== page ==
Weird as I'm typing this a news clip on racism in a South African university just came up.

Meaghan said...

Ah the Dixie horn. I don't think I've heard that one since high school (that was in Tennessee and now I live in Georgia...hmmm).

Kind of related... I am a bit envious of black people. Their skin is nearly timeless! I've seen men and women in their 60s and 70s with little to no wrinkles. Beautiful!

Chris said...

Well, NPW, as a native of Tennessee who now lives in Georgia, I can tell you the Dixie horn is not that uncommon -- in both places.

This is not to say that being a Tennessee native means I like to hear the Dixie horn, nor have I installed one on my Toyota Corolla, although I would be amused by the irony of it if I did. (I know I probably misused "irony," so don't bother.)

Sid, as for people of color, there's a pretty substantial black and Hispanic population in the southern United States, though they're still slightly in the minority to whites. There's a small but growing Asian population. (By Hispanic, we generally mean people of Mexican and Central American heritage who in many cases immigrated here one generation ago or less.)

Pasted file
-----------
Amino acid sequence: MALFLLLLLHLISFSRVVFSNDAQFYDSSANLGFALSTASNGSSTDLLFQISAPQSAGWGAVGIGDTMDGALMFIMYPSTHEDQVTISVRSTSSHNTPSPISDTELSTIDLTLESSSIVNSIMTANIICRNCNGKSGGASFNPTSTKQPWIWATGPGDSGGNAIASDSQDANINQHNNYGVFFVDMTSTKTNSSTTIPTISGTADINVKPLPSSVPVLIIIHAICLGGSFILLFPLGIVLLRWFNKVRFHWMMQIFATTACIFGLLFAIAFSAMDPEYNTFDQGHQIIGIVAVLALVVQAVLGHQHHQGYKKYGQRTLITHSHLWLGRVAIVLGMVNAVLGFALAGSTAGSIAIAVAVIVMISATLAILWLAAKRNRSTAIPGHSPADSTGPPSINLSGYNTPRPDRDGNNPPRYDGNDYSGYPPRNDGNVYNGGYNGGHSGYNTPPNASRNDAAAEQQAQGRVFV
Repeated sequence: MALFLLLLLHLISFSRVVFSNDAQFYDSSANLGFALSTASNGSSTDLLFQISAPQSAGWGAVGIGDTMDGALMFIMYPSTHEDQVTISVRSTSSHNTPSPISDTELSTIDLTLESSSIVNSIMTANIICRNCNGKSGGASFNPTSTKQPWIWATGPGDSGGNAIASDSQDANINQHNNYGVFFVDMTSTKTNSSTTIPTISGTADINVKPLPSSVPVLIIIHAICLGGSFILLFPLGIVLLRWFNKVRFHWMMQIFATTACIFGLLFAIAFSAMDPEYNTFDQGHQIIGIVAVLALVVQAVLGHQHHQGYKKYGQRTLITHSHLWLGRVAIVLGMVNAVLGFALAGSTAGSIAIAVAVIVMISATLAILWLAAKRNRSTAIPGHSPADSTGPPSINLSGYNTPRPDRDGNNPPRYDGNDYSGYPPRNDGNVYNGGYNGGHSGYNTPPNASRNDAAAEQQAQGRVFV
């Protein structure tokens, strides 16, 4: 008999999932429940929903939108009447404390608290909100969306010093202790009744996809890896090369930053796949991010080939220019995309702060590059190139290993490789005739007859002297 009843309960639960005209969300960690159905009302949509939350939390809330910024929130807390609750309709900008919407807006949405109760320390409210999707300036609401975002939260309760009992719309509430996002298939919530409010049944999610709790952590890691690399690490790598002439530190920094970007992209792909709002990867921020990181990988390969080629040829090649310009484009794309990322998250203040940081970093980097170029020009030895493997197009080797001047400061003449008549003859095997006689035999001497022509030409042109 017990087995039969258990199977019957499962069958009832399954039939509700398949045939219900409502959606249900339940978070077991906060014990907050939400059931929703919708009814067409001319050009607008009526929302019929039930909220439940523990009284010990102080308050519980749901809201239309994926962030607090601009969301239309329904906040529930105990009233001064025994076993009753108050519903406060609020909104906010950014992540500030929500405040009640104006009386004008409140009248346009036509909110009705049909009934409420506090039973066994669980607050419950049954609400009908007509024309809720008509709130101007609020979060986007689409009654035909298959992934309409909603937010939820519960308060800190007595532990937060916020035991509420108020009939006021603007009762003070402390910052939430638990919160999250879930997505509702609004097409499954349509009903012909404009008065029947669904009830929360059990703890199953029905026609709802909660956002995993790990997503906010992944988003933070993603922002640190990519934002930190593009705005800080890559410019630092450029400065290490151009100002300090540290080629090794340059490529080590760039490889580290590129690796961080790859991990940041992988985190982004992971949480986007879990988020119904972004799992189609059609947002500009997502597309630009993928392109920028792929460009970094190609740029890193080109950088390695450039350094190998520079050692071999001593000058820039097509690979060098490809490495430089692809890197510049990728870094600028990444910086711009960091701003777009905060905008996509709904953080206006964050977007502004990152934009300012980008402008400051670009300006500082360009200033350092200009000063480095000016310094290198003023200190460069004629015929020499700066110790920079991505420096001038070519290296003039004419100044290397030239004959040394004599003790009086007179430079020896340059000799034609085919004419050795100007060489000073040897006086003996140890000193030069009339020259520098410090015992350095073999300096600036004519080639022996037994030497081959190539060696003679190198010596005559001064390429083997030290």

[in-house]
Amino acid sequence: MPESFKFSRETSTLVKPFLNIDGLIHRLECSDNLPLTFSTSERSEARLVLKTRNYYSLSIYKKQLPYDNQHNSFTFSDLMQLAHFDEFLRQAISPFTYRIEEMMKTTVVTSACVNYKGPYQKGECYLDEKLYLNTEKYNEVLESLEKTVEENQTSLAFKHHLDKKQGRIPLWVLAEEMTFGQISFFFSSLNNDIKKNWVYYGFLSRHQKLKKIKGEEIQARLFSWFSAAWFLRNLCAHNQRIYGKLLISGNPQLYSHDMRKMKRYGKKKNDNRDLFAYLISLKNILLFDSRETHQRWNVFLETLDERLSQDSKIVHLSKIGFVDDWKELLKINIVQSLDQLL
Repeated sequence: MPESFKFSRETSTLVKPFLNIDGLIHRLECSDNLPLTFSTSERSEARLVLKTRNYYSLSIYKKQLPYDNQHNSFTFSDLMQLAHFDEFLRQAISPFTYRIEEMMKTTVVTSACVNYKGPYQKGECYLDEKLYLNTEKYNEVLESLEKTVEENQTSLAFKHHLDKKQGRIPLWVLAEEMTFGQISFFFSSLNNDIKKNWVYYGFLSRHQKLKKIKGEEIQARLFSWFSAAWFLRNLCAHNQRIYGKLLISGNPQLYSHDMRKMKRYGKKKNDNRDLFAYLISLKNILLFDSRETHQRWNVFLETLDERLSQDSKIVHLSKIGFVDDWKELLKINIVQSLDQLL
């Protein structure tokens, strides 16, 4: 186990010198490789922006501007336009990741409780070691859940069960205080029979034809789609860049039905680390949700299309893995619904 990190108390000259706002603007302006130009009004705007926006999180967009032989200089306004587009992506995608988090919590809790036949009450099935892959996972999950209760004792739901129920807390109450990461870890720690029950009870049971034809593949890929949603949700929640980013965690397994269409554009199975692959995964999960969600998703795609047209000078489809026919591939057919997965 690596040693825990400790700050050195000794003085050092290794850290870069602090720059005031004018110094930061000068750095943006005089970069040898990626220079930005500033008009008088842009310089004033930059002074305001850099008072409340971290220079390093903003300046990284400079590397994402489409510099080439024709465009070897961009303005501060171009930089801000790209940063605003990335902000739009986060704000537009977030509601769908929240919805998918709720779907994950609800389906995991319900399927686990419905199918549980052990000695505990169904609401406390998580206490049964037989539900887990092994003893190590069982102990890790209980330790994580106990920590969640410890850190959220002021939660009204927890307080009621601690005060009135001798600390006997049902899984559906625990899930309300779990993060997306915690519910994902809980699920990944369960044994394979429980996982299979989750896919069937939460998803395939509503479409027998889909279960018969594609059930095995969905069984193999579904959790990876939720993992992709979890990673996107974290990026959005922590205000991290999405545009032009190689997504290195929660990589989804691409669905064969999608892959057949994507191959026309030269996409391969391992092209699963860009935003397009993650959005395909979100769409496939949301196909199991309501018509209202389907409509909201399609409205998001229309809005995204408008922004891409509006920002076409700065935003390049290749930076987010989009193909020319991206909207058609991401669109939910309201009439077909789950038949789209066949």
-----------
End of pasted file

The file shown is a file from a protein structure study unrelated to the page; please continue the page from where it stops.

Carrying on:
I don't buy the notion that the South is vastly more racist than the rest of the nation, if that's what you're wondering. However, there is still racism here. And there's also widespread self-imposed segregation. Walk through any high school cafeteria and you'll likely see clusters of skin colors. Go to any church on Sunday morning, and you'll probably see one exclusive skin color. The same is true to some extent for the neighborhood you live in, although I think income level may play more of a role in that than race.

I envy you, Sid, living in a place where people have become so comfortable with diversity that your heritage can be a pleasant topic of conversation, rather than a potentially offensive question. You could find some of that in the South -- in metropolitan areas and on university campuses sometimes -- but generally less so in rural areas.

(Sorry Mickey. Didn't mean to take over. I just got on a roll, there.)

Mickey said...

npw- The requested post is forthcoming... It had been a long time since I'd heard a musical car horn... I bet food in New Mexico is like Tex-Mex, except it would be New Mex-Mex.